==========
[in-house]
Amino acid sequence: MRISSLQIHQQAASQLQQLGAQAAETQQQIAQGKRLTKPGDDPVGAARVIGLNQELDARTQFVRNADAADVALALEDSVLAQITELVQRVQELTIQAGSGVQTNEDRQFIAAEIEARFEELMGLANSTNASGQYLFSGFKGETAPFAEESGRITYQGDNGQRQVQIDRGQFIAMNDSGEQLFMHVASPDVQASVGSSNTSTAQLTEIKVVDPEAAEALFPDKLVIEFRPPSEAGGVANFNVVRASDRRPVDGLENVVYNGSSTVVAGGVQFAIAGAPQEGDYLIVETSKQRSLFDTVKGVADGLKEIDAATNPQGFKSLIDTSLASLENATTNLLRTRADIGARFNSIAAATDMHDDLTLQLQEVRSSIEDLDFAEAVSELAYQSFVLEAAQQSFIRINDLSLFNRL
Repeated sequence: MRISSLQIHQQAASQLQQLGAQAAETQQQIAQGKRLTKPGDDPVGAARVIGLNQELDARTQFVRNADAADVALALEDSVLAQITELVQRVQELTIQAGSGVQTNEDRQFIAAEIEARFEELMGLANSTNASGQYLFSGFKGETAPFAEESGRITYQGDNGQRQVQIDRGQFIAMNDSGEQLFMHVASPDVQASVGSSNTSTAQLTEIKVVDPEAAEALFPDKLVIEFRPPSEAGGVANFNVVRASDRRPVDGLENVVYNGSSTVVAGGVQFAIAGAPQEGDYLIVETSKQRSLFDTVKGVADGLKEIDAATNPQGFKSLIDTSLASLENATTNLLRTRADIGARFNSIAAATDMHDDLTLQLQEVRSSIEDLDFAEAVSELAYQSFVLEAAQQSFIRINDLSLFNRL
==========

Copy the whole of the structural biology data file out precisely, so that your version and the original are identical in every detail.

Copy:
[in-house]
Amino acid sequence: MRISSLQIHQQAASQLQQLGAQAAETQQQIAQGKRLTKPGDDPVGAARVIGLNQELDARTQFVRNADAADVALALEDSVLAQITELVQRVQELTIQAGSGVQTNEDRQFIAAEIEARFEELMGLANSTNASGQYLFSGFKGETAPFAEESGRITYQGDNGQRQVQIDRGQFIAMNDSGEQLFMHVASPDVQASVGSSNTSTAQLTEIKVVDPEAAEALFPDKLVIEFRPPSEAGGVANFNVVRASDRRPVDGLENVVYNGSSTVVAGGVQFAIAGAPQEGDYLIVETSKQRSLFDTVKGVADGLKEIDAATNPQGFKSLIDTSLASLENATTNLLRTRADIGARFNSIAAATDMHDDLTLQLQEVRSSIEDLDFAEAVSELAYQSFVLEAAQQSFIRINDLSLFNRL
Repeated sequence: MRISSLQIHQQAASQLQQLGAQAAETQQQIAQGKRLTKPGDDPVGAARVIGLNQELDARTQFVRNADAADVALALEDSVLAQITELVQRVQELTIQAGSGVQTNEDRQFIAAEIEARFEELMGLANSTNASGQYLFSGFKGETAPFAEESGRITYQGDNGQRQVQIDRGQFIAMNDSGEQLFMHVASPDVQASVGSSNTSTAQLTEIKVVDPEAAEALFPDKLVIEFRPPSEAGGVANFNVVRASDRRPVDGLENVVYNGSSTVVAGGVQFAIAGAPQEGDYLIVETSKQRSLFDTVKGVADGLKEIDAATNPQGFKSLIDTSLASLENATTNLLRTRADIGARFNSIAAATDMHDDLTLQLQEVRSSIEDLDFAEAVSELAYQSFVLEAAQQSFIRINDLSLFNRL